Then, in chapter 5, John sees a scroll in the right hand of God.  A decision has been made.  What could the scroll signify?  In Revelation, John regularly quotes from Jeremiah, Ezekiel and Zechariah.  Each prophet either wrote or was given a scroll, and they were all scrolls of judgment.  Given what happens as the seals of the scroll are opened, it’s clear that this scroll also contains a judgement. 

So, in his vision, John sees the moment when judgement is given.  The time for God to deal with those who do not wish his son to be king has come.  But the scroll is not opened all at once…

Have a good day!

Simon


Reflection #51 – Wednesday 3rd June

Three difficult questions 27/50

Today we start on Revelation.  However, before diving in I’d like to do a quick introduction.

When we start to talk about Revelation we quickly find that there are a lot of different views.  The main views are ‘preterist’, ‘historicist’, ‘idealist’ and ‘futurist’. 

Preterists believe that most of Revelation describes the destruction of Jerusalem in AD 70.  Many preterists think that the last chapters of Revelation then switch from Jerusalem to describe Christ’s second coming.  However, some consider that the entire book of Revelation relates to the fall of Jerusalem and Revelation lies entirely in the past. 

Historicists see Revelation as a kind of book of history, written before it happened.  Historicists might find references to Napoleon, the First World War, Hitler and so on in Revelation. 

Idealists think that Revelation symbolically presents the struggle of God against Satan all through the ages, but the events it describes should not be tied to specific historic events. 

Futurists think that Revelation, from chapter four onwards, relates to the future.  However, at some point in time humankind will presumably reach that future, so I suppose that futurists will then have to think of a new name for themselves!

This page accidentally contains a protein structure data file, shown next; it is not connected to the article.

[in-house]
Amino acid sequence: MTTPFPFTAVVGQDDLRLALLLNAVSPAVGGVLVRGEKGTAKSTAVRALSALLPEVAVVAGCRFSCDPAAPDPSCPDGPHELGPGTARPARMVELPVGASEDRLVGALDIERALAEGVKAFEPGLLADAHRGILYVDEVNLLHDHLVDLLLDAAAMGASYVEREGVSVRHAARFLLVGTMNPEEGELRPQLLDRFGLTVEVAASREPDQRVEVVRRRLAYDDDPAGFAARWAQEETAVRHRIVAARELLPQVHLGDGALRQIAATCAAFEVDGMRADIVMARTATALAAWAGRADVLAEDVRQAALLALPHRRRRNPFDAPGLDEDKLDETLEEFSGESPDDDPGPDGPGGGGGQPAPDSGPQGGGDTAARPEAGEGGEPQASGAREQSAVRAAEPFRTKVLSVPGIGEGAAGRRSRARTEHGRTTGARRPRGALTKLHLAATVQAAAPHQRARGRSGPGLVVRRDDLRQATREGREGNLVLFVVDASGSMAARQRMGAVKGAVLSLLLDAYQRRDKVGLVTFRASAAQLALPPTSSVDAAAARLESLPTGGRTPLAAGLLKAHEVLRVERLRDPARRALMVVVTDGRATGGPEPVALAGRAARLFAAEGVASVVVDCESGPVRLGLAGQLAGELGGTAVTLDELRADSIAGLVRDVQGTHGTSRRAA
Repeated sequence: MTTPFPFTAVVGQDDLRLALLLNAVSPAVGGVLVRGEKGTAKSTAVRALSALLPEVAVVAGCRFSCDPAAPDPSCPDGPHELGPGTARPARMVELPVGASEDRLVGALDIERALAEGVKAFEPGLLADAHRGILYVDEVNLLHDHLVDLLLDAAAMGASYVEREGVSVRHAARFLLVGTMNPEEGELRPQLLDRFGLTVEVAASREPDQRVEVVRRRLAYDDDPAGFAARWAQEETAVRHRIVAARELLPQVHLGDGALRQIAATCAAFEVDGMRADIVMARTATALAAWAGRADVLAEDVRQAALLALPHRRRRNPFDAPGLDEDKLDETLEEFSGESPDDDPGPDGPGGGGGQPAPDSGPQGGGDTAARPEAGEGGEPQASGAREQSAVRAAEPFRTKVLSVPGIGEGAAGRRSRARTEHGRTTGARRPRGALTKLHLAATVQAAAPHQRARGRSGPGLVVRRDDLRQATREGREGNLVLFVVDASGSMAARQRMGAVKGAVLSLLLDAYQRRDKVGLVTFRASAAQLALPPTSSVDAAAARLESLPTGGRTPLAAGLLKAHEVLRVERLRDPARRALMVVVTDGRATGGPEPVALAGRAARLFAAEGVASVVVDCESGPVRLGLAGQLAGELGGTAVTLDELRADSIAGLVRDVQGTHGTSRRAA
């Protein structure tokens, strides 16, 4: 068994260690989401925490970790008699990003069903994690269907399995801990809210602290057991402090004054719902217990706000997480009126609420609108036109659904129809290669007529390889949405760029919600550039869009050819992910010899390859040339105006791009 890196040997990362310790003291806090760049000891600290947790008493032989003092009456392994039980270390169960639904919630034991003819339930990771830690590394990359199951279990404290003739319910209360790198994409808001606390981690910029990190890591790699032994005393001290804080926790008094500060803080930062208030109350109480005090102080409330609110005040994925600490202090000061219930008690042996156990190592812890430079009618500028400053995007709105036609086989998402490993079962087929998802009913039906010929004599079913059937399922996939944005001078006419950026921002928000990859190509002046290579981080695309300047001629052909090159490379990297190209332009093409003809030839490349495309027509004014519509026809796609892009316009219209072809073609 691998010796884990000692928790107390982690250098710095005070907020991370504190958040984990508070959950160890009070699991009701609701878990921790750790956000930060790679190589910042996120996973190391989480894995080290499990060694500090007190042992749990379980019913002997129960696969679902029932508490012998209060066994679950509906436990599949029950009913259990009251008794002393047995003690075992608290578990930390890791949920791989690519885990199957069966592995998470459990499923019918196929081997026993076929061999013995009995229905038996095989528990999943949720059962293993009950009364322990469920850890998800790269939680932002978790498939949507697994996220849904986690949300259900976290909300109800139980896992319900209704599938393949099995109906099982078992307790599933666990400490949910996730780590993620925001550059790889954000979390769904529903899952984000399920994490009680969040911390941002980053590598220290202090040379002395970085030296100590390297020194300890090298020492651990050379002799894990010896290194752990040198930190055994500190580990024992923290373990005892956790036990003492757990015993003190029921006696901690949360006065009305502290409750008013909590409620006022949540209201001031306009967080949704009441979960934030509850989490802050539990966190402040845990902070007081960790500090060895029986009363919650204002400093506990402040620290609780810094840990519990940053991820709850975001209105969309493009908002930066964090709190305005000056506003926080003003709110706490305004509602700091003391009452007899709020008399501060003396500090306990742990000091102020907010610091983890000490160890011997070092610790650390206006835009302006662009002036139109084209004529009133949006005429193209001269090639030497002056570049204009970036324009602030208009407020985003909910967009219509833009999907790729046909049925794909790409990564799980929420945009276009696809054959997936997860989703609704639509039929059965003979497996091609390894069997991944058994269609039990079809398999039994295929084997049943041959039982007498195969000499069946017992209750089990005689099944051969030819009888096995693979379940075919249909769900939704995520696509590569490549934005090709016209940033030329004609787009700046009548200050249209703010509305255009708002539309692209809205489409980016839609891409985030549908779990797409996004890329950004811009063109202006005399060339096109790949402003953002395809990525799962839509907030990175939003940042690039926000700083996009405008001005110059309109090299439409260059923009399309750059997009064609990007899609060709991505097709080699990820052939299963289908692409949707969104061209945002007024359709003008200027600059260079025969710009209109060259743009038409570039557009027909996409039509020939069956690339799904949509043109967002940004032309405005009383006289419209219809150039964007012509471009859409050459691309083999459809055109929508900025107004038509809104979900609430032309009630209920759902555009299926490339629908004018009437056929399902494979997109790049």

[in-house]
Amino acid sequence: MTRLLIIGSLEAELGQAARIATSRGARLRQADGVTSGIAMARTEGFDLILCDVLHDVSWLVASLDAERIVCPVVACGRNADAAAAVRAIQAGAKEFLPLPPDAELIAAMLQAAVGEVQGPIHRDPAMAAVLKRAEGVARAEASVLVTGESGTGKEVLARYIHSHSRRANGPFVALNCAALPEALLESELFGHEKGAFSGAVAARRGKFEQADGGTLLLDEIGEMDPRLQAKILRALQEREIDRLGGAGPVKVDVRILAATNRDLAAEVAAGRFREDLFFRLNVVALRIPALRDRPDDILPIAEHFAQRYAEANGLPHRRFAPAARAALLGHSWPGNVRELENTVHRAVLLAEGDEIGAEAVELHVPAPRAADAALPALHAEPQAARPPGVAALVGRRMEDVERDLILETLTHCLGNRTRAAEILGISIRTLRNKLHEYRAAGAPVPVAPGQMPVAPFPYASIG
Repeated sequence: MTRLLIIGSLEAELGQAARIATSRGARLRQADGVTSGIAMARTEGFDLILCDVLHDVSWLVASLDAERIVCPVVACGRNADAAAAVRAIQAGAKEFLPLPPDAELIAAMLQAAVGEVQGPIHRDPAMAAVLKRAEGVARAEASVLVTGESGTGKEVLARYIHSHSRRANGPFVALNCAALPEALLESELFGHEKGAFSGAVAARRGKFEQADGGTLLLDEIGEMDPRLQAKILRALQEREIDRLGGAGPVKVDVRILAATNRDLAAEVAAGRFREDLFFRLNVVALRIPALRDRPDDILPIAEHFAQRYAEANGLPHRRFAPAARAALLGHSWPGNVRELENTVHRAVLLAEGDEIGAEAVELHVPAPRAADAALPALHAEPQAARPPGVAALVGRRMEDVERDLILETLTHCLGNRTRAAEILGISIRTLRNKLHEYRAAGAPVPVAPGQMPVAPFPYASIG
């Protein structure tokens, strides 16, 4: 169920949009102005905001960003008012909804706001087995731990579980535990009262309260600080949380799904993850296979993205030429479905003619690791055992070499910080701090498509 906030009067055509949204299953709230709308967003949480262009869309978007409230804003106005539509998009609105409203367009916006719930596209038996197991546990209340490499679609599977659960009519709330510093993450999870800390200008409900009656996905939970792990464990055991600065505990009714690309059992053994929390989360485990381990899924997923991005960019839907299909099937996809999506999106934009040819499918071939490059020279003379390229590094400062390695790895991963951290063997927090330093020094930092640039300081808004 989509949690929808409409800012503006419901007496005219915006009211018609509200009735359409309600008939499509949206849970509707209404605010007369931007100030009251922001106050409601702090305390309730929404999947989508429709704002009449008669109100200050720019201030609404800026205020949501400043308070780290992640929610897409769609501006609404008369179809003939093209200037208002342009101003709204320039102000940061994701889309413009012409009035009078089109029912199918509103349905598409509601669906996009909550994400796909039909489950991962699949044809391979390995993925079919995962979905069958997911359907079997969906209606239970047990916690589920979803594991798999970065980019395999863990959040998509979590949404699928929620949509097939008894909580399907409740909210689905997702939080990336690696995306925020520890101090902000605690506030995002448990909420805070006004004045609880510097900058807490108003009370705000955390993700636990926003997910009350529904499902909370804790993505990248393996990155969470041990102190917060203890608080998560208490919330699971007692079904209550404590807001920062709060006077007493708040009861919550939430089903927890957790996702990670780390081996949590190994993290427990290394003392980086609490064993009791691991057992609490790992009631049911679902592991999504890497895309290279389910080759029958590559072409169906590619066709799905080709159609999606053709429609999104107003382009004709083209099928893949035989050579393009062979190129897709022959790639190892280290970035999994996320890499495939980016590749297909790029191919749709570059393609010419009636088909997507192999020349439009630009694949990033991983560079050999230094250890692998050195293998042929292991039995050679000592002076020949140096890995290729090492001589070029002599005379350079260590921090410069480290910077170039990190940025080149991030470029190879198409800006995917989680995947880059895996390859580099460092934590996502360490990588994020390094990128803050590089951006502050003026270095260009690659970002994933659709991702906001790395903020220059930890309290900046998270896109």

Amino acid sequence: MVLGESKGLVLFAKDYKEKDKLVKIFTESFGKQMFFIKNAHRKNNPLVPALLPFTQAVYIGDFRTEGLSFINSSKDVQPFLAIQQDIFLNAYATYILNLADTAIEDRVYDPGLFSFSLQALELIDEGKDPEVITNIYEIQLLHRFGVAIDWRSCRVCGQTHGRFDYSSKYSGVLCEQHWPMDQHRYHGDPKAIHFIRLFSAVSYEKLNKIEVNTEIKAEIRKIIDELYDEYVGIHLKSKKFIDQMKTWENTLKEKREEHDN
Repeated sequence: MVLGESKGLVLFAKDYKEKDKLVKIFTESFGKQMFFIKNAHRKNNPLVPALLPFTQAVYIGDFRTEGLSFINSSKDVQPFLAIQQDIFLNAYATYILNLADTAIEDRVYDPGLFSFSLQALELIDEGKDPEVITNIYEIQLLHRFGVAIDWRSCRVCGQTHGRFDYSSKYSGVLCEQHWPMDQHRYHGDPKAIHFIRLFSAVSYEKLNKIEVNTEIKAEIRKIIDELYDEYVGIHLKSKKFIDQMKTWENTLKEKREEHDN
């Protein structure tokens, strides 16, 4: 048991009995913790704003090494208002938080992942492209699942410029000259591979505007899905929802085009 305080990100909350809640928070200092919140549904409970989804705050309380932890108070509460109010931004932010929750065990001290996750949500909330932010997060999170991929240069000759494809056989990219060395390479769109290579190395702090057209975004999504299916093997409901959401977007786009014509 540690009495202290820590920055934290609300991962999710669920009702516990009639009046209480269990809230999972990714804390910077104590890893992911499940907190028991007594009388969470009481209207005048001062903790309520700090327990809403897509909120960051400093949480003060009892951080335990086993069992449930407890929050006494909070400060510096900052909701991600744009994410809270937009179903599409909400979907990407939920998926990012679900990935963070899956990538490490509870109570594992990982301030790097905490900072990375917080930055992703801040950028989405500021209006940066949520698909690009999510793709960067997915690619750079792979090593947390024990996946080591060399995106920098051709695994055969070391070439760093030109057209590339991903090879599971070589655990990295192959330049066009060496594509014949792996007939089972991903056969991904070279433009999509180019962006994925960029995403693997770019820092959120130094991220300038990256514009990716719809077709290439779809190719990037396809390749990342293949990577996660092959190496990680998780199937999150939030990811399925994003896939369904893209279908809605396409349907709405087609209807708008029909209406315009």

I take the futurist view and it is the only view which I will present as we start to look at Revelation.  I don’t think it’s right for me to attempt to present other views. 

Why do I take this view?  I could give quite a few reasons.  But there’s a passage in Daniel which puts it beautifully.  It’s the second half of Daniel 7.  Earlier, we looked at the first half of the chapter.  Daniel described various kingdoms that would arise.  But we didn’t look at the second half.  It’s amazing!  Here are some excerpts from verses 13-14 and 27-28:

13 … behold, with the clouds of heaven
    there came one like a son of man,
and he came to the Ancient of Days
    and was presented before him.
14 And to him was given dominion
    and glory and a kingdom …

his dominion is an everlasting dominion …

The ‘one like a son of man’ whose ‘dominion is an everlasting dominion’ can only be Jesus!  The consummation of the Bible story is Jesus receiving his kingdom.  It’s where the Bible must end.  We must get to that point at the end of Revelation or the Bible will not be complete. 

In the following verses Daniel describes a final kingdom which emerges out of the ten.  Then he says:

26 But the court shall sit in judgement,
    and his dominion shall be taken away,
    to be consumed and destroyed to the end.
27 And the kingdom and the dominion
    and the greatness of the kingdoms under the whole heaven
    shall be given to the people of the saints of the Most High;
their kingdom shall be an everlasting kingdom,
    and all dominions shall serve and obey him’ [the footnote says, ‘or them’]

28 Here is the end of the matter.

Now we are at ‘the end of the matter’.  The saints receive the kingdom or kingdoms.  Note that this follows on from the discussion of the other kingdoms.  That is what the saints receive.  The meek inherit the earth. 

How does it come about?  Verse 26 tells us: ‘But the court shall sit in judgement.’  That’s step one.  Then, ‘his dominion shall be taken away, to be consumed and destroyed to the end.’  That’s step two.  That is exactly what Revelation tells us.  In chapter 4, which we will look at in the next Reflection, the court is convened.  And in the following chapters of Revelation we see God taking away the kingdom from those who held it.